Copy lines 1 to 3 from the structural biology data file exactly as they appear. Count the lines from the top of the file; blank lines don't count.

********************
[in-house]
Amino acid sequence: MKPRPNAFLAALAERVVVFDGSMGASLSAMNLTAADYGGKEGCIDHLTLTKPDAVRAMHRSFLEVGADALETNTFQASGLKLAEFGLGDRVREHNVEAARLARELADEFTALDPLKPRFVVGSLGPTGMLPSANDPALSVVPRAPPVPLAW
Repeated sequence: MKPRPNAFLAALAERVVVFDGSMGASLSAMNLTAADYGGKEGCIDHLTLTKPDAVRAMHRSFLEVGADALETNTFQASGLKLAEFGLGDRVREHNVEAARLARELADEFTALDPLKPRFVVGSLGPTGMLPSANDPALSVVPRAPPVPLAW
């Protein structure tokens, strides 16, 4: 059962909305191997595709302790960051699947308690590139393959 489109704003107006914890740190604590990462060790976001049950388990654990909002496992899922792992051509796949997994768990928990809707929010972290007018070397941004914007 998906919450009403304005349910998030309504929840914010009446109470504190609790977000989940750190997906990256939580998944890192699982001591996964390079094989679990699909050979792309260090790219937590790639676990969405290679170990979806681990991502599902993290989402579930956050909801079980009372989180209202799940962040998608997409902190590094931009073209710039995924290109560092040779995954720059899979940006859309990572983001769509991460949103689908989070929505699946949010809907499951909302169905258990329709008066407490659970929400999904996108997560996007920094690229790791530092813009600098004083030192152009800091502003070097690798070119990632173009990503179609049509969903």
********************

[in-house]
Amino acid sequence: MKPRPNAFLAALAERVVVFDGSMGASLSAMNLTAADYGGKEGCIDHLTLTKPDAVRAMHRSFLEVGADALETNTFQASGLKLAEFGLGDRVREHNVEAARLARELADEFTALDPLKPRFVVGSLGPTGMLPSANDPALSVVPRAPPVPLAW
Repeated sequence: MKPRPNAFLAALAERVVVFDGSMGASLSAMNLTAADYGGKEGCIDHLTLTKPDAVRAMHRSFLEVGADALETNTFQASGLKLAEFGLGDRVREHNVEAARLARELADEFTALDPLKPRFVVGSLGPTGMLPSANDPALSVVPRAPPVPLAW